Theoretical and applied issues in the provision of absolute and comparative risk information
PETER HARRIS a1, PAUL SPARKS a2andMONIQUE RAATS a3 a1 Centre for Research in Social Attitudes, Department of Psychology, University of Sheffield, Western Bank, Sheffield S10 2TP, UK. E-mail: firstname.lastname@example.org a2 University of Sussex UK a3 University of Surrey UK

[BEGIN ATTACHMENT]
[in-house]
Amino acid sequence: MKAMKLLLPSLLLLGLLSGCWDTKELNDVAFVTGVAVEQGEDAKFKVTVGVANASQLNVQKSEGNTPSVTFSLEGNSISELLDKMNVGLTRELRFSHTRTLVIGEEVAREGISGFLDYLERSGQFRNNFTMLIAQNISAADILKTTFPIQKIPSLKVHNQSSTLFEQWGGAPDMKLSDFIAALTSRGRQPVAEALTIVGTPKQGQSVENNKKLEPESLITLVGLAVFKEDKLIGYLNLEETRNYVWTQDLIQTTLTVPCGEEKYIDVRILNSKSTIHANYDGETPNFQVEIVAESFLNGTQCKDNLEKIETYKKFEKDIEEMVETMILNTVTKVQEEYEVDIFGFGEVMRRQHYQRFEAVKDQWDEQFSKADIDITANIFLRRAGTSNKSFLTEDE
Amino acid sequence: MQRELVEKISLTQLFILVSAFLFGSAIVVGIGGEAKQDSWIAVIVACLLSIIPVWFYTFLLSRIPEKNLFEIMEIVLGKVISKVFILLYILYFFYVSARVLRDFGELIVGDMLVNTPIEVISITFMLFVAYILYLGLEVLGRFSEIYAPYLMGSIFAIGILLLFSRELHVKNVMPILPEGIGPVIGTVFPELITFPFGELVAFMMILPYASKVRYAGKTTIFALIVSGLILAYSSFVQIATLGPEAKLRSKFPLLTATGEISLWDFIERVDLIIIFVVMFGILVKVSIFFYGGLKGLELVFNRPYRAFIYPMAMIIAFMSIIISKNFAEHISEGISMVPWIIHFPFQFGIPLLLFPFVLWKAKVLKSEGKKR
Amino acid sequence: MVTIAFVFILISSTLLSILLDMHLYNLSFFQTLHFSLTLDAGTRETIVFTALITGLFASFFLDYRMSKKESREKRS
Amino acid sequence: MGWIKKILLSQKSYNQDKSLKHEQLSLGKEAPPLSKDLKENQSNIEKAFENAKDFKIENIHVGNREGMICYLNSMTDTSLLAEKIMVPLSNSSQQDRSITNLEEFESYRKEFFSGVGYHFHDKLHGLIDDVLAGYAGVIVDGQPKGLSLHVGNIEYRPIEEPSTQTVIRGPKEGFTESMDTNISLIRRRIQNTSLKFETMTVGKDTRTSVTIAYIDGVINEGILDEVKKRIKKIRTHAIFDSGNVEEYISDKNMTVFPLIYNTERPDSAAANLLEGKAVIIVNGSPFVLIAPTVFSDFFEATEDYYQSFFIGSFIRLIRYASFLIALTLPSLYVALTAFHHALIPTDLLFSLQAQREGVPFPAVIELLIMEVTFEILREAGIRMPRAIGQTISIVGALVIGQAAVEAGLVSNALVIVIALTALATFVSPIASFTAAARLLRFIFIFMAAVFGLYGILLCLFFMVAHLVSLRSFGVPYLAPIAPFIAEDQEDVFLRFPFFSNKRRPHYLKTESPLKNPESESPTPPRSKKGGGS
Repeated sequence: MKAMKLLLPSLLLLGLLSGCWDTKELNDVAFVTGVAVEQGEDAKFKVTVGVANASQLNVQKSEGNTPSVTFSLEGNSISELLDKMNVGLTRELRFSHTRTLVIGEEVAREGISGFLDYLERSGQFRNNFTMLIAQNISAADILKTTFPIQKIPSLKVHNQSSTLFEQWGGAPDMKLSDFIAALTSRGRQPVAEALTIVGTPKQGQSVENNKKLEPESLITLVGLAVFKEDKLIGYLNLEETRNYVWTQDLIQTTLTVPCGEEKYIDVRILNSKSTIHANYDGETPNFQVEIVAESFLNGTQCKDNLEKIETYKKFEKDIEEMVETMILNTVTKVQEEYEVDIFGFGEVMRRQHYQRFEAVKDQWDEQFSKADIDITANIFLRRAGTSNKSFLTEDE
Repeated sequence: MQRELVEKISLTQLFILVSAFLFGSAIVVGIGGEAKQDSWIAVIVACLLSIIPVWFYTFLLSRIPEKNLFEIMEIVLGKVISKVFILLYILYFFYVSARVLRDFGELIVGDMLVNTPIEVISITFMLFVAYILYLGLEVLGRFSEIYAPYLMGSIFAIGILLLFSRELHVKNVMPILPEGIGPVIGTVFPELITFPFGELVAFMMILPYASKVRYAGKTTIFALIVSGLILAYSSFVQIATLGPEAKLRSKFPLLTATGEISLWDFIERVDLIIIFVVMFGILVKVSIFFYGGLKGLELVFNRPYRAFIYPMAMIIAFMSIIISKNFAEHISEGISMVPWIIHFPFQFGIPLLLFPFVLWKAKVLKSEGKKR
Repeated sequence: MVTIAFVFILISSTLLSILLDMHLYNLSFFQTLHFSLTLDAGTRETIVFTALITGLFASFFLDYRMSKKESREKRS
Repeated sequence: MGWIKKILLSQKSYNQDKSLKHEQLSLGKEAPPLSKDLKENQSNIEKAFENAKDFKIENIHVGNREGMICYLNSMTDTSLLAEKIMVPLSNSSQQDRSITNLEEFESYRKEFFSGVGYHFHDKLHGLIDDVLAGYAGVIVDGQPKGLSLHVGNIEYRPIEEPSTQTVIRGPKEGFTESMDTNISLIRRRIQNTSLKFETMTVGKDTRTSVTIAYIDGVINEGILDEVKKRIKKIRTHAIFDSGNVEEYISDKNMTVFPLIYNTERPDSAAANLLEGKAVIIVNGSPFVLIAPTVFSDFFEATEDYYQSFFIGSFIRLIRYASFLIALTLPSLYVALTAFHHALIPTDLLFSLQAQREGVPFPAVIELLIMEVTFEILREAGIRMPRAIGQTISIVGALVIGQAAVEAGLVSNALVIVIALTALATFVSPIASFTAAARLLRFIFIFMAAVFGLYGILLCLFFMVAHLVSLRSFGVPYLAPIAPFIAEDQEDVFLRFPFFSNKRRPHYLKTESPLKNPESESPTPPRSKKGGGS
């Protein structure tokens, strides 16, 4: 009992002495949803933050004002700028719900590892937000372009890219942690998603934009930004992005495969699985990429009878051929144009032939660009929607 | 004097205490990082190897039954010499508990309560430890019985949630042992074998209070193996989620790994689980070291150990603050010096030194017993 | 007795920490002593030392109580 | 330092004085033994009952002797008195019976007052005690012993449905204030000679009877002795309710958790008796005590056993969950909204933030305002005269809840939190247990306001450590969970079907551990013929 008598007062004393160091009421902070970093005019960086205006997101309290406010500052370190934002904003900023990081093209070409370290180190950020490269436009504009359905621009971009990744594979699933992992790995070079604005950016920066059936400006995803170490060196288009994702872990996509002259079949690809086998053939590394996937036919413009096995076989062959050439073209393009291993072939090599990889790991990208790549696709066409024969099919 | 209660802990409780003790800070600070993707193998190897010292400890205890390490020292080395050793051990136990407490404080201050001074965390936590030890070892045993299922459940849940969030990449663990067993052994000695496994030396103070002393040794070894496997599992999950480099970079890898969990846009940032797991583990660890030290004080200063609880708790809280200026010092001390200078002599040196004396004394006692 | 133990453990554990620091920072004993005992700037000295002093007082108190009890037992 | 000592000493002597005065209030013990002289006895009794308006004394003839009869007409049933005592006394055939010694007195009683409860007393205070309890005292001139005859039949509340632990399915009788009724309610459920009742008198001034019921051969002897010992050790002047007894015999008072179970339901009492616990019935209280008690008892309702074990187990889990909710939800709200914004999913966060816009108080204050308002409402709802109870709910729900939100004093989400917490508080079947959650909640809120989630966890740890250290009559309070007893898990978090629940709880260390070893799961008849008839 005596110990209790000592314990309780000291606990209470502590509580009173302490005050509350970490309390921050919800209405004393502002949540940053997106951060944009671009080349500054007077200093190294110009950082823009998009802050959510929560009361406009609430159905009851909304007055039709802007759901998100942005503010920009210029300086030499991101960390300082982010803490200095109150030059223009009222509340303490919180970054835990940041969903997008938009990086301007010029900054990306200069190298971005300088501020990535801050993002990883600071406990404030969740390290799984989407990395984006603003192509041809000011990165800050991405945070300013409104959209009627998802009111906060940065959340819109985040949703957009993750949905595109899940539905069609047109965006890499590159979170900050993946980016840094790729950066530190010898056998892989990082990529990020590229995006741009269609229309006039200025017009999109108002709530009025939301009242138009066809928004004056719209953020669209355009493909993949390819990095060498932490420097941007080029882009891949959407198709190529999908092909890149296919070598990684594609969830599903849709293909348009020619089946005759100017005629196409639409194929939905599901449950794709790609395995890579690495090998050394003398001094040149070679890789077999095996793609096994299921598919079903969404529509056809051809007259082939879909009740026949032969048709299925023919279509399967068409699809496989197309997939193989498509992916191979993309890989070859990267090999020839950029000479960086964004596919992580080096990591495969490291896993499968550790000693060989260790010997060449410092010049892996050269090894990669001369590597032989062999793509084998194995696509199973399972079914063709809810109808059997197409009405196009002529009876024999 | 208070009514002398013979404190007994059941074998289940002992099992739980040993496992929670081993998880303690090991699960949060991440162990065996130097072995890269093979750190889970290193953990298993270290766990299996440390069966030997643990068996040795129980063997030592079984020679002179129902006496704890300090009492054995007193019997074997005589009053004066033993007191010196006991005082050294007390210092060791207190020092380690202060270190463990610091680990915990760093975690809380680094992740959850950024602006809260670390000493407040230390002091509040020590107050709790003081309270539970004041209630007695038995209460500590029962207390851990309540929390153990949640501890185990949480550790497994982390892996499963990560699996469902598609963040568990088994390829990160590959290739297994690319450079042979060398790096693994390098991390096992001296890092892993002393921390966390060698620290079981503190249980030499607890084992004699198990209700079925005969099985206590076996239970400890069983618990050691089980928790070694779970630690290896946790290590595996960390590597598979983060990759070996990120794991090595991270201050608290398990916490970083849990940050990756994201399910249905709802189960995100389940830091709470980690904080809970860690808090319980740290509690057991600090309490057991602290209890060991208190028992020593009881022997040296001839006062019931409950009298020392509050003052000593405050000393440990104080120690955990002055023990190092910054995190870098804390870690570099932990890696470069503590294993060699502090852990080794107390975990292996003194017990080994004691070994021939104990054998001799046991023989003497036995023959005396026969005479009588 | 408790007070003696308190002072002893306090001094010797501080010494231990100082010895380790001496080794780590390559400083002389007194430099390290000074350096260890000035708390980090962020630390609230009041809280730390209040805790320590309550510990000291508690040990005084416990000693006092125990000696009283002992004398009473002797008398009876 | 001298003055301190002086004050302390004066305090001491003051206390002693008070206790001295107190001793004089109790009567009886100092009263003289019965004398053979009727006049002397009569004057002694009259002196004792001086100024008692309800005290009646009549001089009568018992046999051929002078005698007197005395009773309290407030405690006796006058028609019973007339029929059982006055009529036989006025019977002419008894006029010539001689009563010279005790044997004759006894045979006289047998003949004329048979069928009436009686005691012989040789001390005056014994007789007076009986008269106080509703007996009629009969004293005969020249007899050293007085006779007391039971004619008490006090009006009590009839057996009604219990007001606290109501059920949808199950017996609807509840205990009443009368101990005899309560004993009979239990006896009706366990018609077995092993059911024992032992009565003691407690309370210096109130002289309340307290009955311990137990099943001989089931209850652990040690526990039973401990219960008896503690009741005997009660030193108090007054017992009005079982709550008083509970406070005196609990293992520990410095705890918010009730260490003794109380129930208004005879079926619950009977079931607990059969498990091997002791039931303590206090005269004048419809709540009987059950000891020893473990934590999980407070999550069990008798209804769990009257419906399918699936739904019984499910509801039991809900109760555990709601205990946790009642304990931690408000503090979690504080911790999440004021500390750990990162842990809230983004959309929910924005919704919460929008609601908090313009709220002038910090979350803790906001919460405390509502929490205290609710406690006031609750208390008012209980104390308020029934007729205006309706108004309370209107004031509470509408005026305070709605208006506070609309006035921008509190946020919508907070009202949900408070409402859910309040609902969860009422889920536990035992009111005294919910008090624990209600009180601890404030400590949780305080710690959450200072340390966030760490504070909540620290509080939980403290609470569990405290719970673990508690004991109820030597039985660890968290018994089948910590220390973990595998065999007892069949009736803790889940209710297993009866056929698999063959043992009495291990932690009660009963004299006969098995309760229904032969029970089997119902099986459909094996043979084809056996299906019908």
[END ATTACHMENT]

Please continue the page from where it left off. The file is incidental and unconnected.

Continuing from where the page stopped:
Klein (1997) found that participants were more influenced by information about their comparative risk standing than information about their absolute risk standing. If reliable, these findings have important implications for understanding and improving risk communication. In this paper we report the findings of several unsuccessful attempts by us to replicate Klein's findings in the UK, using one of his experimental paradigms, and discuss the findings of other recent attempts to replicate his work. Findings are inconsistent from study to study but, overall, provide some evidence that people respond to comparative and not just to absolute risk information. Issues that need to be addressed systematically in future research include: the ambiguity of absolute information, proportional differences in risk magnitude, cross-cultural and individual differences in preferences for social comparison information, and the systematic exploration of responses to absolute and comparative risk information in real choice situations.